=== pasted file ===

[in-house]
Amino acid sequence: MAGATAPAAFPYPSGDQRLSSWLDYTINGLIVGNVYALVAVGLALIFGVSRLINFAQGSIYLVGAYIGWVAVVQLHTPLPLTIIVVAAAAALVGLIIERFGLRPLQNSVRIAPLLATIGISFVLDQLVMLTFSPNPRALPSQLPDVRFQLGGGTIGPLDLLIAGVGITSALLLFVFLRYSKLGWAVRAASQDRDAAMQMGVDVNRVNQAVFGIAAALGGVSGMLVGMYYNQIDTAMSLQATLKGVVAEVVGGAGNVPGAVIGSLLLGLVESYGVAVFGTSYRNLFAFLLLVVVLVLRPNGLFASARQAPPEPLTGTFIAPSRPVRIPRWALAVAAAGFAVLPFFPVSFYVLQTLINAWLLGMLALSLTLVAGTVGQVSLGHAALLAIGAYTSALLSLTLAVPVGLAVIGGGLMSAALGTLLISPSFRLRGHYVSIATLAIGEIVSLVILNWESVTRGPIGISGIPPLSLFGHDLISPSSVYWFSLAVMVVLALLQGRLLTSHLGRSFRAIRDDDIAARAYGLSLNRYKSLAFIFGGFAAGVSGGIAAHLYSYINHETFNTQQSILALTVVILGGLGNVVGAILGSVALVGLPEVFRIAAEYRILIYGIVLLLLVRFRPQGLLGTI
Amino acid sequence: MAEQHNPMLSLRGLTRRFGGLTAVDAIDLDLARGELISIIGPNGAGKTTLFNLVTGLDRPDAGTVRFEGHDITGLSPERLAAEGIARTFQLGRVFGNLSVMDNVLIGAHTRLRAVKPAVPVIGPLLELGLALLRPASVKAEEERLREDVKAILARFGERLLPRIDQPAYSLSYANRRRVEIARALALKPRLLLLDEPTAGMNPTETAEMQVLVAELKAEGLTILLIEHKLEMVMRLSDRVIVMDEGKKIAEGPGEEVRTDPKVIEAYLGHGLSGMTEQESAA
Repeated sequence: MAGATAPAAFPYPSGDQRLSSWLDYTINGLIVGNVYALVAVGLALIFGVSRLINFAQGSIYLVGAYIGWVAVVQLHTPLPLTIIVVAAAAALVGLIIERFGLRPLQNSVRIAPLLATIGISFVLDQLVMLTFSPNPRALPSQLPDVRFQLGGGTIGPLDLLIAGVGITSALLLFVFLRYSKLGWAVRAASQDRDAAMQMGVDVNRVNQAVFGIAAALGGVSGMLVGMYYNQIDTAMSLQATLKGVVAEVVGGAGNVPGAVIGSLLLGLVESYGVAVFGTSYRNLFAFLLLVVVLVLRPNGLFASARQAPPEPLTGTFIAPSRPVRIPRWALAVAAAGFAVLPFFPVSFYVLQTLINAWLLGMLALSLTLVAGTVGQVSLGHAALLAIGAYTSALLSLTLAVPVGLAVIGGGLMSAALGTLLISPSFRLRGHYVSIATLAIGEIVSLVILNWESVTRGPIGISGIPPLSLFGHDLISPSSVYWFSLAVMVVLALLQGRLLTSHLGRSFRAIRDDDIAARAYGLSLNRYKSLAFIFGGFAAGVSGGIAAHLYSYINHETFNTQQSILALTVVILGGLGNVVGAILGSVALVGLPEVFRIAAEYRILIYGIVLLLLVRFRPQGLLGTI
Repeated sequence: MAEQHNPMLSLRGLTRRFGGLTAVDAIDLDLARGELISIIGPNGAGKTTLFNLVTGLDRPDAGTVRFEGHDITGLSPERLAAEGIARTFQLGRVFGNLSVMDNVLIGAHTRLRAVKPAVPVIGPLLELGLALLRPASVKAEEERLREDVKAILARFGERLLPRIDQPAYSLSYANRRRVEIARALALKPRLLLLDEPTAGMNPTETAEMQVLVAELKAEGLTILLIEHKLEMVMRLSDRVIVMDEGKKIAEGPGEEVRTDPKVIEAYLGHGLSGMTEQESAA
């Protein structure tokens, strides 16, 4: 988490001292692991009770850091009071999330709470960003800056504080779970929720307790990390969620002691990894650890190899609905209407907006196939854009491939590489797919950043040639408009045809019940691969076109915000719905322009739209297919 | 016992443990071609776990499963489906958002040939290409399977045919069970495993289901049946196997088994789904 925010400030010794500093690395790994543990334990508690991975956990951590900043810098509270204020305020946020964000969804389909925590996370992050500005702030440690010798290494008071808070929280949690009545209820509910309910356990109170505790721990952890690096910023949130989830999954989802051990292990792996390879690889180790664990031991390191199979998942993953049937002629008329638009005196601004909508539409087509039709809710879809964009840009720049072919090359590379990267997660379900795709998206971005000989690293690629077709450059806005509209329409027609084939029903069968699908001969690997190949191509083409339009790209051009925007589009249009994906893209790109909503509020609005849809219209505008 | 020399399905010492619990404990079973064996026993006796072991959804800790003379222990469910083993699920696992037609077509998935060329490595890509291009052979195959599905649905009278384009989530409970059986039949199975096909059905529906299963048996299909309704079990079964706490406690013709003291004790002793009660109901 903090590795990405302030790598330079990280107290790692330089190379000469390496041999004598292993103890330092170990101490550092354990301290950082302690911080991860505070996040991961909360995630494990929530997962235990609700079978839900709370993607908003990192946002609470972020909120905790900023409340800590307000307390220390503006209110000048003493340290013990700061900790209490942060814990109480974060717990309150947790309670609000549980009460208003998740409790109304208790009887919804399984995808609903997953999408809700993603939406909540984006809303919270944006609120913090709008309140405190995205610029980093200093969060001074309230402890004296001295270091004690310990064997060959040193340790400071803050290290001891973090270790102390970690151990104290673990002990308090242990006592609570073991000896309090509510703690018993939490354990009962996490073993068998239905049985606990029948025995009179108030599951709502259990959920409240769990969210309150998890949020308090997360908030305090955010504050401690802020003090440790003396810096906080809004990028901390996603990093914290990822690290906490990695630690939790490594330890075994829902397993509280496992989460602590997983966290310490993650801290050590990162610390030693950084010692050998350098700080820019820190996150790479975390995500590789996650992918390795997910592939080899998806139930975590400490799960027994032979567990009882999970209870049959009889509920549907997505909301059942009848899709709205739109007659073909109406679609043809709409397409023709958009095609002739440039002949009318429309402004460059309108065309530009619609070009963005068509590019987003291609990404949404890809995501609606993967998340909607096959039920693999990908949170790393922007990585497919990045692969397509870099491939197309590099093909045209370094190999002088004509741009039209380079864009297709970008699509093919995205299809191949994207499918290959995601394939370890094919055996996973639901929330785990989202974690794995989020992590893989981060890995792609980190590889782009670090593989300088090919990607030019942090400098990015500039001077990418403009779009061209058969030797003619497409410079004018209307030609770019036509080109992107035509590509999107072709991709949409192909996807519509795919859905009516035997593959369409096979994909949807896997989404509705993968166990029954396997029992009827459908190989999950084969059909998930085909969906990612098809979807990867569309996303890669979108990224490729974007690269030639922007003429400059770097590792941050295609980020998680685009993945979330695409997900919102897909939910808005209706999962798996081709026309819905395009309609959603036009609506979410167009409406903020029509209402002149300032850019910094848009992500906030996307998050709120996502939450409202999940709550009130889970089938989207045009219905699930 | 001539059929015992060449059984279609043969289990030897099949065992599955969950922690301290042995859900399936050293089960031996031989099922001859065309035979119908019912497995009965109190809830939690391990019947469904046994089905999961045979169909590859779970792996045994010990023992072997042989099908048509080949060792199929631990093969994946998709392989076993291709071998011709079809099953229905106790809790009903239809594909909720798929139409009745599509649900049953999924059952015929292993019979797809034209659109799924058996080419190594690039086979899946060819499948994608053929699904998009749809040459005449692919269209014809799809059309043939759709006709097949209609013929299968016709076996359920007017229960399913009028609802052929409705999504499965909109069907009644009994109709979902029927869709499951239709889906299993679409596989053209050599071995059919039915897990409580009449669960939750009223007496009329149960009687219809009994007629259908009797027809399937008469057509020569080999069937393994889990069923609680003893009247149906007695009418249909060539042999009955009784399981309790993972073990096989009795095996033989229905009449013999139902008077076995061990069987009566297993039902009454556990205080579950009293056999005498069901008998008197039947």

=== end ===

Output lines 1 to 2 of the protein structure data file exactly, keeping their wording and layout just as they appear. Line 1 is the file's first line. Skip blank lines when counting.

[in-house]
Amino acid sequence: MAGATAPAAFPYPSGDQRLSSWLDYTINGLIVGNVYALVAVGLALIFGVSRLINFAQGSIYLVGAYIGWVAVVQLHTPLPLTIIVVAAAAALVGLIIERFGLRPLQNSVRIAPLLATIGISFVLDQLVMLTFSPNPRALPSQLPDVRFQLGGGTIGPLDLLIAGVGITSALLLFVFLRYSKLGWAVRAASQDRDAAMQMGVDVNRVNQAVFGIAAALGGVSGMLVGMYYNQIDTAMSLQATLKGVVAEVVGGAGNVPGAVIGSLLLGLVESYGVAVFGTSYRNLFAFLLLVVVLVLRPNGLFASARQAPPEPLTGTFIAPSRPVRIPRWALAVAAAGFAVLPFFPVSFYVLQTLINAWLLGMLALSLTLVAGTVGQVSLGHAALLAIGAYTSALLSLTLAVPVGLAVIGGGLMSAALGTLLISPSFRLRGHYVSIATLAIGEIVSLVILNWESVTRGPIGISGIPPLSLFGHDLISPSSVYWFSLAVMVVLALLQGRLLTSHLGRSFRAIRDDDIAARAYGLSLNRYKSLAFIFGGFAAGVSGGIAAHLYSYINHETFNTQQSILALTVVILGGLGNVVGAILGSVALVGLPEVFRIAAEYRILIYGIVLLLLVRFRPQGLLGTI